"Tell me and I forget, teach me and I may remember, involve me and I learn."

This quote underscores the timeless wisdom of Ben Franklin, as well as the modern wisdom of many of the speakers and experts who attended TICE, the Training Industry Conference & Expo (#TICE2016).

In fact, discussion about the best ways to involve employees so they learn was at the core of almost every session I attended at the show. As Doug Harward, CEO of Training industry Inc., noted in the conference kickoff session, "Corporate trainers must think of ourselves as difference makers; but how do we help employees become difference makers for their organizations as well?"

There are many answers to Harward's question, but a common solution I heard at TICE involved the power of technology to increase engagement and maximize performance among corporate learners. Here is a recap of some of the top challenges and solutions discussed at TICE to help corporate trainers meet the needs of today's digitally-savvy corporate learners.


  • Real-Time Reinforcement. Many organizations struggle to ensure consistent employee performance. As such, training must include elements of real-time reinforcement and support. For sales training in particular, technology can facilitate knowledge repositories that can be updated continuously, thus providing employees with immediate and actionable intelligence that can be applied uniformly throughout the organization.
  • Skills Training for Trainers. As virtual training increases, so too does the requirement for instructors to learn new presentation skills for delivering their material remotely and in a way that maximizes engagement.
  • Meeting Expectations of Modern Employees. Ron Zamir, CEO of Allen Communications discussed the consumerization of learning, in that employees deserve to consume professional learning in the same way they consume information personally. In his session, 'Marketing Meets Training: Lessons L&D Can Learn from Marketing' he explained, "Our employees are our customers: there is no difference today between who we sell to (customers) and who we rely on (employees)." Organizations must engage their employees in learning, regardless of modality, and make them feel like an empowered part of the learning process.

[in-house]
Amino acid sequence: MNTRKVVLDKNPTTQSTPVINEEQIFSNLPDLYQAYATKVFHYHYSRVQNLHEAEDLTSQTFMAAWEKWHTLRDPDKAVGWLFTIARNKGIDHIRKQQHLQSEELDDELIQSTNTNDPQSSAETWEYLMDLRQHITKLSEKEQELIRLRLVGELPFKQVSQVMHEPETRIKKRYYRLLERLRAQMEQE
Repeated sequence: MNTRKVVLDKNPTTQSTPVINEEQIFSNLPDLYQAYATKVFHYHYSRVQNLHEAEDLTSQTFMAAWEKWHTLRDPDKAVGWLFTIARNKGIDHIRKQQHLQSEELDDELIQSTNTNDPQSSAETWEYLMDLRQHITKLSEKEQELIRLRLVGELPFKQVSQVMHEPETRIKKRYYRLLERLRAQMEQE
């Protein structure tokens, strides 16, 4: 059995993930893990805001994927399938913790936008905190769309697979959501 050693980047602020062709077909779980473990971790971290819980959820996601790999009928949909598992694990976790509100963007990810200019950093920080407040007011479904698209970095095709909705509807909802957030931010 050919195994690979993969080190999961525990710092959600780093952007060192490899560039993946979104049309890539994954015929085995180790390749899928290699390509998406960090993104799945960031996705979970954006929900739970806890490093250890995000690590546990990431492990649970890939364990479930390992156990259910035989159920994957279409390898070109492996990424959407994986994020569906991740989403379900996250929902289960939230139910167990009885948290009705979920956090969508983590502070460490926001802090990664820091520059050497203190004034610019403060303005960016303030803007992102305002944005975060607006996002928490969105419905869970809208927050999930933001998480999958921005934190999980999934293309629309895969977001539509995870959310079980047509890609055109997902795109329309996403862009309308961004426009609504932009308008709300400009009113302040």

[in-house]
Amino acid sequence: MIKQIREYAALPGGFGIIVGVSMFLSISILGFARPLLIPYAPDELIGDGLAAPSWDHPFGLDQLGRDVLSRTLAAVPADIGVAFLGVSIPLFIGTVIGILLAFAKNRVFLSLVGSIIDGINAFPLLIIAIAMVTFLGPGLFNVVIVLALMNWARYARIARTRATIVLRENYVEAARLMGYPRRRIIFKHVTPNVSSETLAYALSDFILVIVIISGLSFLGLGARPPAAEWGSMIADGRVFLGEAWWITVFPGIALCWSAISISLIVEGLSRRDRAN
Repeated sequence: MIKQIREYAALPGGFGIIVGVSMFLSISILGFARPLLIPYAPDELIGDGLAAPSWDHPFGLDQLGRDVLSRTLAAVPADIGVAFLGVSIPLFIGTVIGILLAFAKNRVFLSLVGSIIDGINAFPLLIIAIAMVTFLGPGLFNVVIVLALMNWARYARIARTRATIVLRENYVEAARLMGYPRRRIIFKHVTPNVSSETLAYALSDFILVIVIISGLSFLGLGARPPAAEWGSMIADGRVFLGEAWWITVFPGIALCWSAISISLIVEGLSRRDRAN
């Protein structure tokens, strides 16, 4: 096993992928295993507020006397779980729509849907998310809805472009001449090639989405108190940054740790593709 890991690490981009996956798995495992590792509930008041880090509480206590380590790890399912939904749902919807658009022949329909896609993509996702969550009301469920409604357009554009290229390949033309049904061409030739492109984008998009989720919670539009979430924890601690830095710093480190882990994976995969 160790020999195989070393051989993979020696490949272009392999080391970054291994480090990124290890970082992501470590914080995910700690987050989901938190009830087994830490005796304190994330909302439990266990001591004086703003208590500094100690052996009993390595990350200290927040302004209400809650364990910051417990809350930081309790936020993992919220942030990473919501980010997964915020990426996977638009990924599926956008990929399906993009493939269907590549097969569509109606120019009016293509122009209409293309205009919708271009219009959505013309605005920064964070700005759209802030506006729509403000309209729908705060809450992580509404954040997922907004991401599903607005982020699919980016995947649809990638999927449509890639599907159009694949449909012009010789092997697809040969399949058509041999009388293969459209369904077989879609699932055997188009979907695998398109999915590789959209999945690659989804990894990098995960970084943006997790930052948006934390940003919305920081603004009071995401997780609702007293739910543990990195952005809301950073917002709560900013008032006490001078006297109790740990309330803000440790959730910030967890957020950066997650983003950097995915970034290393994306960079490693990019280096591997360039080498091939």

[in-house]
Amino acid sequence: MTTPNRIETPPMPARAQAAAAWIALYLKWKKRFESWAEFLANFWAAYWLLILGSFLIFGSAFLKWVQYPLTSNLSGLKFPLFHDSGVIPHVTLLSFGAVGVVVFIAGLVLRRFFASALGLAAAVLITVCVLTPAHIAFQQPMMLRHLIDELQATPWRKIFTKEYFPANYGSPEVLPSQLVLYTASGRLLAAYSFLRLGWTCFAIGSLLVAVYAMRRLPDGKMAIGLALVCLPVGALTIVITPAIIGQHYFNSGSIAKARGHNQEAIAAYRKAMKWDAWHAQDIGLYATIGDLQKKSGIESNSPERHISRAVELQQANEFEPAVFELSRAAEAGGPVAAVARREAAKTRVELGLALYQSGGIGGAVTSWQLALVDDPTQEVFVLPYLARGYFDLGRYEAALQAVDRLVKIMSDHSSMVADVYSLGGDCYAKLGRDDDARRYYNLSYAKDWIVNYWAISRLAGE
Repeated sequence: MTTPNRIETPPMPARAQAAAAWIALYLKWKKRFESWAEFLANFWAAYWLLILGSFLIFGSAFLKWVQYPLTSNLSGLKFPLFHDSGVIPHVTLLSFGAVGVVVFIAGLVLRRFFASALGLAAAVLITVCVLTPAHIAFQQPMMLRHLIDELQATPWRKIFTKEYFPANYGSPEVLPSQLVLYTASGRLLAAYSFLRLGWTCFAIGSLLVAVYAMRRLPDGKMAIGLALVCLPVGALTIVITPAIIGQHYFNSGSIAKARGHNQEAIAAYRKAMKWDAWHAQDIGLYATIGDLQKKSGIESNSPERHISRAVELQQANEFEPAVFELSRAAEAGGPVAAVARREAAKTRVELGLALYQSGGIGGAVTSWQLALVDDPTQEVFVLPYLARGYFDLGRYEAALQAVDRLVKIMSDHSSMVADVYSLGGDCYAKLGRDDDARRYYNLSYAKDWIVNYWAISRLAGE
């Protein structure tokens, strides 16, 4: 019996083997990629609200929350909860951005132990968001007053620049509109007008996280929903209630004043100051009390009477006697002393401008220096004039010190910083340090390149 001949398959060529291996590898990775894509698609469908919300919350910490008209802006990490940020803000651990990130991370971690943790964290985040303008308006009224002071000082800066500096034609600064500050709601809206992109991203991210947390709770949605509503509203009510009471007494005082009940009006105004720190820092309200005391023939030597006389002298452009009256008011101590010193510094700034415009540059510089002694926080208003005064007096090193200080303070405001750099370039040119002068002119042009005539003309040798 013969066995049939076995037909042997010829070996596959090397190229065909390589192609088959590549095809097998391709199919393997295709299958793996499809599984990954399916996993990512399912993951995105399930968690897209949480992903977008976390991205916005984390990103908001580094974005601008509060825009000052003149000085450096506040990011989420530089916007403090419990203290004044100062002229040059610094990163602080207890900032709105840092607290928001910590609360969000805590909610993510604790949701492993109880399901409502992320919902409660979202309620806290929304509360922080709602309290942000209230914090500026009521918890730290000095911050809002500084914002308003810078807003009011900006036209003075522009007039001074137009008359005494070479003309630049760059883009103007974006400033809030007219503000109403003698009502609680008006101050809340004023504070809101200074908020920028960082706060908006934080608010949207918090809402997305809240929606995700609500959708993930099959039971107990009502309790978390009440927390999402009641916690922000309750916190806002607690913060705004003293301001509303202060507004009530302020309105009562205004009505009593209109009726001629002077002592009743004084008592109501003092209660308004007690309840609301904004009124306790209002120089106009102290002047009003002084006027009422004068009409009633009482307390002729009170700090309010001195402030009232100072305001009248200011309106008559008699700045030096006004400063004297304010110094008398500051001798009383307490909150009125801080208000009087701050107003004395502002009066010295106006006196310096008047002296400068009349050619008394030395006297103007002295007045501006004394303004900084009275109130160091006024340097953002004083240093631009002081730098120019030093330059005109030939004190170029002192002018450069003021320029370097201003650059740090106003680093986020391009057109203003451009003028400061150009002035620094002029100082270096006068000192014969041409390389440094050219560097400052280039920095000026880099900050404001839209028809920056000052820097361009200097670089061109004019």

Best Practices and Technology Solutions:

  • Video, Mobile, Millennials. Video has emerged as the dominant approach to learning in mobile environments. Video is the preferred choice for Millennials, and since almost 90% of Millennials have their smartphones constantly at their side (as reported by Michelle Eggleston, Editorial Director for Training Industry, Inc.), it behooves organizations to incorporate mobile and video learning into their training programs.
  • LMS Evolution. Traditional LMS' have evolved to more technologically advanced, cloud-based, SaaS platforms. One of the benefits of this evolution is improved learning analytics which help determine the impact and ROI of learning in the organization.
  • Bootcamp Education Models. Physical fitness bootcamps whip people into shape quickly with immersive and intensive focus on an end result. A similar approach can work for corporate learning and training, as evidenced by a keynote from Chris Bivona and Jason Strand in which they explained The Iron Yard's 12 week coding bootcamp, which emphasizes progression and mastery as a means to expedite learning in a particular discipline.
  • Blended Classrooms. Hugh McCullen, President of MicroTek, discussed a model for blending the physical and virtual classroom in his session, 'Next Generation Classroom: Providing the Ultimate Learning Experience.' He recommended leveraging technology and training approaches that work well for both classroom and remote learners, highlighting video and interactive content – and a personal touch as well. For example, MicroTek offered fresh-baked cookies and milk to classroom learners, but quickly found that remote learners felt left out. To facilitate equal engagement among remote and classroom learners, MicroTek began sending tins of cookies to virtual learners -- a simple solution to ensure that everyone felt engaged in the culture and classroom experience.

Is technology the sole solution for understanding how to better engage learners? No, I think it's technology in combination with other key factors, including learner engagement, instructor empowerment, quality content, and organizational commitment. And, as Hugh McCullen demonstrated, cookies and milk always enhance employee engagement, whether remotely or in the classroom. 



Dory Schrader is currently serving as Chief Marketing Officer for Metrodigi. She is a marketing leader with more than 15 years' experience in strategic product marketing and sales management leadership roles. She's demonstrated success developing and establishing market-leading brands and award-winning products, and growing global sales in large, mid-sized, and small organizations. Read more about Dory, including testimonials from former colleagues and clients, on LinkedIn.